John and Debbie Dingell in 2014. (Photo: Max Ortiz, AP)
“And I usually do,” Mr. Dingell assured me.
He recognizes that Twitter offers everyone “a chance to make an ass of himself publicly.” He compares putting that power in the undersized hands of the president to giving “a gun to a kid” without any safety training. But his worries extend far beyond Trump’s Twitter use.
“He is a man who has two problems that work against each other. One is ego. He has a gigantic ego. And he has a gigantic inferiority complex,” Dingell told me. “And he’s playing into the hands of his enemies. But he’s also playing into the hands of our enemies in the nation, which is why people in that kind of office are so careful about what they say. And he’s not. And all of these things are going to come back.”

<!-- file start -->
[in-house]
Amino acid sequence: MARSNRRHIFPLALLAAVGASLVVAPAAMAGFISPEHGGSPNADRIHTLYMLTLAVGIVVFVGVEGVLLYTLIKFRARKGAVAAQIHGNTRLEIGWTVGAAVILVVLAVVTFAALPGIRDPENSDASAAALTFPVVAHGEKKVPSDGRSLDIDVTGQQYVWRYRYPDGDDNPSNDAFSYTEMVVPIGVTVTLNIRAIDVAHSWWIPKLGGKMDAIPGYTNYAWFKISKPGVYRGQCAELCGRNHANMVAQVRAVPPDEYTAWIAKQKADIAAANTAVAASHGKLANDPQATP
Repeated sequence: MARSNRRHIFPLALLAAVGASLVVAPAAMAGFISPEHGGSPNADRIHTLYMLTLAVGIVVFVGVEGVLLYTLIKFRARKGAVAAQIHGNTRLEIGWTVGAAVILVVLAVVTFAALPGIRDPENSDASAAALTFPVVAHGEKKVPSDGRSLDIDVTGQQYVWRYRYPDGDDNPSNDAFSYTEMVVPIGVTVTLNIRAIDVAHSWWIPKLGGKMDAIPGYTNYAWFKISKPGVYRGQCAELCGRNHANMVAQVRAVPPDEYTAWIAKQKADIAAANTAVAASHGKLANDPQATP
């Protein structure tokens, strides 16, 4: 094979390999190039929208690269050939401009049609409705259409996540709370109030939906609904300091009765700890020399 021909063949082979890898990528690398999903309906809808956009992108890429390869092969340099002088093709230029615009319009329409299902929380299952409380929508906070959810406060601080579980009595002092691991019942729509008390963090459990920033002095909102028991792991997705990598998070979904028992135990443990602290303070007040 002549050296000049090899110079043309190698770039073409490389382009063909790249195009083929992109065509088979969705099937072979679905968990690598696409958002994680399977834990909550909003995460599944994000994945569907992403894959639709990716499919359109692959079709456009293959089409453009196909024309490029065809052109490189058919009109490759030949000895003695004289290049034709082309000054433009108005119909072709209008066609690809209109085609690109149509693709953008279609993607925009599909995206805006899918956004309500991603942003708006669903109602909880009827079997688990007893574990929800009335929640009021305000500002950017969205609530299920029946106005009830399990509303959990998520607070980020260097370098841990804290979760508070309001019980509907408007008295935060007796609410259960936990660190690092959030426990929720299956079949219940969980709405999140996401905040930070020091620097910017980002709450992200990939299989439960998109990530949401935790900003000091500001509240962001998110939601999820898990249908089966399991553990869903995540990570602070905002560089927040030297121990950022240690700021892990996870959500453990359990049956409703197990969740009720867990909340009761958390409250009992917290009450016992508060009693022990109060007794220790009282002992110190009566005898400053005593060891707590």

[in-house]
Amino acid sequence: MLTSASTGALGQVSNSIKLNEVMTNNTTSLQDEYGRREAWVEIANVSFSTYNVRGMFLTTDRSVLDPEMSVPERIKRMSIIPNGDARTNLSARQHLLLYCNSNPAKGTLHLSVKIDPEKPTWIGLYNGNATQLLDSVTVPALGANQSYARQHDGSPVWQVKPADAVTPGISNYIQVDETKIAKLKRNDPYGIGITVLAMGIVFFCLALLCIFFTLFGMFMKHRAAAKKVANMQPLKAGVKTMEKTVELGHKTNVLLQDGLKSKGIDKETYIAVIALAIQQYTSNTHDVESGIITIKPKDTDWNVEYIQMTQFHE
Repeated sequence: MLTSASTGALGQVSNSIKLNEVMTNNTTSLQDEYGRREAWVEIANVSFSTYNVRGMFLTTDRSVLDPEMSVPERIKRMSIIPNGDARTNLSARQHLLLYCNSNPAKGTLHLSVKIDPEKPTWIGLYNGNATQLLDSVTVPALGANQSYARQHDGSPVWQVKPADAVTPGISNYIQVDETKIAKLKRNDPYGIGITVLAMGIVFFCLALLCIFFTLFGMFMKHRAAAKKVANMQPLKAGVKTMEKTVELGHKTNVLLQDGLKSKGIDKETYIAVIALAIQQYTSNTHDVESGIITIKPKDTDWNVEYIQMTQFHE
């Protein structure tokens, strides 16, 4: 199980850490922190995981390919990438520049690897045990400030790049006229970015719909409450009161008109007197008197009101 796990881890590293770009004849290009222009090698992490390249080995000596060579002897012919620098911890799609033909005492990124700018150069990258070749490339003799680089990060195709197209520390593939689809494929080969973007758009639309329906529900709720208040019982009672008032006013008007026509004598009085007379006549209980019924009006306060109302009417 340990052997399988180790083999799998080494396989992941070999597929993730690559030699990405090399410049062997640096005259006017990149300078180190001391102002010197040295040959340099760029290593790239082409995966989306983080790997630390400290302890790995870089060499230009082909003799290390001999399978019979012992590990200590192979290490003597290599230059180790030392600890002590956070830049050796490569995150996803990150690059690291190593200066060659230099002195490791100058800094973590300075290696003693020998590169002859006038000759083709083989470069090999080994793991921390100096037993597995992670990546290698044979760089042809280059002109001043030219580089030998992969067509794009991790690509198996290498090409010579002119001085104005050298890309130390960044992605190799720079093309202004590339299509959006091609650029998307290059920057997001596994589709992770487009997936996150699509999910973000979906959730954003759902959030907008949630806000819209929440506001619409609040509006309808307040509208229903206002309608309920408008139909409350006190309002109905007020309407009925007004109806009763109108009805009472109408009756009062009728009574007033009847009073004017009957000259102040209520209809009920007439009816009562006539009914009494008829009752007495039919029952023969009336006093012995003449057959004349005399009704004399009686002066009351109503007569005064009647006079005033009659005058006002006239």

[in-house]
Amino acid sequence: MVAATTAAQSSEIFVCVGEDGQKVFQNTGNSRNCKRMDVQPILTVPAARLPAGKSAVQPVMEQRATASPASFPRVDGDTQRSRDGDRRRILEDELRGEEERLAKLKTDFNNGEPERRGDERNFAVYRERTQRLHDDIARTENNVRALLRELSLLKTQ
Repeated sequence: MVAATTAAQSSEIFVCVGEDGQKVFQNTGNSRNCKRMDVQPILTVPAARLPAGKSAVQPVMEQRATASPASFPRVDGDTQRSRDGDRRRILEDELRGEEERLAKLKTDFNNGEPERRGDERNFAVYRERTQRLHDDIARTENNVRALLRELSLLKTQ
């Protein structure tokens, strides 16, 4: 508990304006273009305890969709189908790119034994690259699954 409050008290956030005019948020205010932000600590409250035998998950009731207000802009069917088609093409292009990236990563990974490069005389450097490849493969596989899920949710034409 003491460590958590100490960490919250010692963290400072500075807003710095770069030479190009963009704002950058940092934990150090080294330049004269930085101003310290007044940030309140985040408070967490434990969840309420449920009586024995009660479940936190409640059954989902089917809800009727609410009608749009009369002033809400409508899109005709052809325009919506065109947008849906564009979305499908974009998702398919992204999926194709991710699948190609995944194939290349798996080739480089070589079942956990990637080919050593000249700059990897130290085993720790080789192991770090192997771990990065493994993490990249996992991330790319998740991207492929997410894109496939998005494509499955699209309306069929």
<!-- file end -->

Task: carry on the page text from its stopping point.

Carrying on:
Seven decades in public service have left Dingell with some optimism that even Trump could rise to the stature of his office.
“He still has time. And you should watch this to see that he doesn’t jeopardize our leadership position in the world.”
But that hope is only discouraged by the new president’s conduct.
After Trump fired his acting attorney general for refusing to defend his immigration ban, Dingell tweeted, “Comparisons to President Nixon’s Saturday Night Massacre are a bit misguided, in that Nixon at least had a general idea of what the hell he was doing.”
That’s the kind of context every American needs.
Jason Sattler, a member of USA TODAY’s Board of Contributors, is a columnist for The National Memo. Follow him on Twitter @LOLGOP.